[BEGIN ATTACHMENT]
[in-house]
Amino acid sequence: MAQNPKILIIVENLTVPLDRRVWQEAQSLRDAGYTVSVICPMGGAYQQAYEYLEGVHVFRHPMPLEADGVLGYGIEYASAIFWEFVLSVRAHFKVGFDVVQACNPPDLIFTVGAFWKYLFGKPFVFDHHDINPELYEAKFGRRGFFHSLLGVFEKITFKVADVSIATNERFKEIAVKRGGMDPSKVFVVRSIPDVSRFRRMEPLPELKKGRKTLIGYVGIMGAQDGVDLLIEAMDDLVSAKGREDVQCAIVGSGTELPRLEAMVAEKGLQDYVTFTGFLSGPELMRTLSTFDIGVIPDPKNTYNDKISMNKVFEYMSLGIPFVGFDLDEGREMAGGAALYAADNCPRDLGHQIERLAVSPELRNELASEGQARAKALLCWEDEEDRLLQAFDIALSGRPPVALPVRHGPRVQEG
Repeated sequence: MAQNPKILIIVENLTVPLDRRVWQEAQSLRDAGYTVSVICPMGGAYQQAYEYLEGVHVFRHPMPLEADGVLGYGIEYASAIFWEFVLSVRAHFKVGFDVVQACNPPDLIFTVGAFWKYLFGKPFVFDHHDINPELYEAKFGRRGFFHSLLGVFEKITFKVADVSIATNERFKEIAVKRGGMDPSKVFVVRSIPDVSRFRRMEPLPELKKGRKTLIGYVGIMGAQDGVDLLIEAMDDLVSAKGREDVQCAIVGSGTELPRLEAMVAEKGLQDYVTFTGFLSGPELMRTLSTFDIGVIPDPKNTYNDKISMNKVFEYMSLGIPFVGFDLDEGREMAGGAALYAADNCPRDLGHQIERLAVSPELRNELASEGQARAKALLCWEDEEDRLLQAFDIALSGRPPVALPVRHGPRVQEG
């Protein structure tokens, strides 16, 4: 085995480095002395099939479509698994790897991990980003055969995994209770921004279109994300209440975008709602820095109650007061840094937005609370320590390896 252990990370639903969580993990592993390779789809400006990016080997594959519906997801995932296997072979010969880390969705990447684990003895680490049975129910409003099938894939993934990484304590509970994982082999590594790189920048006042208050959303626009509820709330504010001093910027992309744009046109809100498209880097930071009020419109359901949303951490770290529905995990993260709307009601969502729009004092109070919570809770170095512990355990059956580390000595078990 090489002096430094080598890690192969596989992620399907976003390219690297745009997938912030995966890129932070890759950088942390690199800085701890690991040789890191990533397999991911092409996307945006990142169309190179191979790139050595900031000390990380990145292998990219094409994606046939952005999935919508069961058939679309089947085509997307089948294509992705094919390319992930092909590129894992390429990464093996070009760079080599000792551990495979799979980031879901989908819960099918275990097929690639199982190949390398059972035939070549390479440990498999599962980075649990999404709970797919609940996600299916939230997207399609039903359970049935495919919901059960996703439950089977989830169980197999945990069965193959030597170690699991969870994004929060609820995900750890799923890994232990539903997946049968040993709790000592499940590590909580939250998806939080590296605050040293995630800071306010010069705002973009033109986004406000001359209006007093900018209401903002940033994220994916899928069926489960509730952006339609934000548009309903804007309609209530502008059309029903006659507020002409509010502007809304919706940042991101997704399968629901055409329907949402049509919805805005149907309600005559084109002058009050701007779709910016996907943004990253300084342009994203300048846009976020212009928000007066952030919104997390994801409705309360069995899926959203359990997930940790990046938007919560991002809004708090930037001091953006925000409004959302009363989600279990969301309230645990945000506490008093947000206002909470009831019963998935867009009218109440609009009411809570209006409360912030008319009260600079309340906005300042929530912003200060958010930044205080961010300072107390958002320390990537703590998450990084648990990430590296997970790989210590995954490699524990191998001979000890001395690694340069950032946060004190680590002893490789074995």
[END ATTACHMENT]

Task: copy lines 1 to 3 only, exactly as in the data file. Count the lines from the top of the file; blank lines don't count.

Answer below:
[in-house]
Amino acid sequence: MAQNPKILIIVENLTVPLDRRVWQEAQSLRDAGYTVSVICPMGGAYQQAYEYLEGVHVFRHPMPLEADGVLGYGIEYASAIFWEFVLSVRAHFKVGFDVVQACNPPDLIFTVGAFWKYLFGKPFVFDHHDINPELYEAKFGRRGFFHSLLGVFEKITFKVADVSIATNERFKEIAVKRGGMDPSKVFVVRSIPDVSRFRRMEPLPELKKGRKTLIGYVGIMGAQDGVDLLIEAMDDLVSAKGREDVQCAIVGSGTELPRLEAMVAEKGLQDYVTFTGFLSGPELMRTLSTFDIGVIPDPKNTYNDKISMNKVFEYMSLGIPFVGFDLDEGREMAGGAALYAADNCPRDLGHQIERLAVSPELRNELASEGQARAKALLCWEDEEDRLLQAFDIALSGRPPVALPVRHGPRVQEG
Repeated sequence: MAQNPKILIIVENLTVPLDRRVWQEAQSLRDAGYTVSVICPMGGAYQQAYEYLEGVHVFRHPMPLEADGVLGYGIEYASAIFWEFVLSVRAHFKVGFDVVQACNPPDLIFTVGAFWKYLFGKPFVFDHHDINPELYEAKFGRRGFFHSLLGVFEKITFKVADVSIATNERFKEIAVKRGGMDPSKVFVVRSIPDVSRFRRMEPLPELKKGRKTLIGYVGIMGAQDGVDLLIEAMDDLVSAKGREDVQCAIVGSGTELPRLEAMVAEKGLQDYVTFTGFLSGPELMRTLSTFDIGVIPDPKNTYNDKISMNKVFEYMSLGIPFVGFDLDEGREMAGGAALYAADNCPRDLGHQIERLAVSPELRNELASEGQARAKALLCWEDEEDRLLQAFDIALSGRPPVALPVRHGPRVQEG